Reverse Mortgages

by Elizabeth Rosen, Contributor

Reverse mortgage loans were first introduced in 1989 to allow senior citizens, aged 62 or older, to access a portion of their home equity without having to move. A reverse mortgage basically “reverses” the flow of payments, so that the lender is paying the borrower.

A reverse mortgage converts a percentage of your home’s equity into tax-free cash. Prior to the development of reverse mortgages, retirees seeking to withdraw that equity had to sell their house or take out a Home Equity Loan (HEL). There are conventional reverse mortgages as well as government-insured products (e.g., the FHA’s Home Equity Conversion Mortgage) available.

With a reverse mortgage, the lender makes payments to the borrower/homeowner based on a percentage of the accumulated equity in their house. You may choose to receive the money through installment payments (monthly, quarterly, or annually) or in one lump sum.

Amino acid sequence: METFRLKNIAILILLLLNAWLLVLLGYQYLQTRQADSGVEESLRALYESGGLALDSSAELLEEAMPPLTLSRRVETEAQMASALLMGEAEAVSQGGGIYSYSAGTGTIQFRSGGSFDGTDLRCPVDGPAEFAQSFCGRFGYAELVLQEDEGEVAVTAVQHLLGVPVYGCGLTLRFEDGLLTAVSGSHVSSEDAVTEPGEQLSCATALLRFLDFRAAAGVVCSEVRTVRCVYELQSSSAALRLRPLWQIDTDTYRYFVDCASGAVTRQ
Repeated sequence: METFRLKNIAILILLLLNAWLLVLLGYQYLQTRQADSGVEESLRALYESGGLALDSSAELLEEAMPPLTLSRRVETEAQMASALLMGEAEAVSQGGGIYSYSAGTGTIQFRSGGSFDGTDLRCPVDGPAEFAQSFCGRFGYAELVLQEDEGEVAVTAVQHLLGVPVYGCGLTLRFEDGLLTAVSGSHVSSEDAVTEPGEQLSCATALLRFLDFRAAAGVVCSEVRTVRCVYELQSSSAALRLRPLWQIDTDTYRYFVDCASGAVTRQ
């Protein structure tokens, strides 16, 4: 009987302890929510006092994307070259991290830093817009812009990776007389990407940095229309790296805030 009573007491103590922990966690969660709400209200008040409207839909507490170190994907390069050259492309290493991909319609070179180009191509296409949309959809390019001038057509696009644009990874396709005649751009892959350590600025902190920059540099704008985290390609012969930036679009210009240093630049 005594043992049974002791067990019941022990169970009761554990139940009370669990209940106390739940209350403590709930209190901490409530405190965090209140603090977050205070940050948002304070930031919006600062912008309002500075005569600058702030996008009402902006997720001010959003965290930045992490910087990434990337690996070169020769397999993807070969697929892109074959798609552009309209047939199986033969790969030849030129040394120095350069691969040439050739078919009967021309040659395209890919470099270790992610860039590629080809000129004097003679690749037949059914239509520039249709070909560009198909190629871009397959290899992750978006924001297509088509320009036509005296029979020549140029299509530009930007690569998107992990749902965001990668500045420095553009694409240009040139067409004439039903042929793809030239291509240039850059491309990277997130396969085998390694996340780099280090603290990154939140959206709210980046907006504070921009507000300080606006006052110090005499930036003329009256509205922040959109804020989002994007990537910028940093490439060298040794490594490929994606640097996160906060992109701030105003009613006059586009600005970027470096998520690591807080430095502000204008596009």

The typical amount for a reverse mortgage is based on 50% of the value of the home. Reverse mortgages are often used by retirees to supplement their income, help pay off debt accumulation, finance home improvements, or pay for health care expenses. However, a reverse mortgage can be used for any reason the borrower chooses.

To qualify for a reverse mortgage, you must be at least 62 years old and you must own a home. The amount of your reverse mortgage loan will depend on your age and the value of your home ― there are no income requirements. Note that you will also need to maintain your home and continue paying property taxes and homeowners insurance.

A reverse mortgage is repaid to the lender when the borrower passes away, permanently moves out, or sells the home. That means you do not have to repay the loan (or the interest that accrues) until you, or your surviving spouse, vacate the home. You (or your heirs) must pay back the loan by selling the home or using private cash funds. Any extra proceeds from the sale will go to you once the loan is repaid.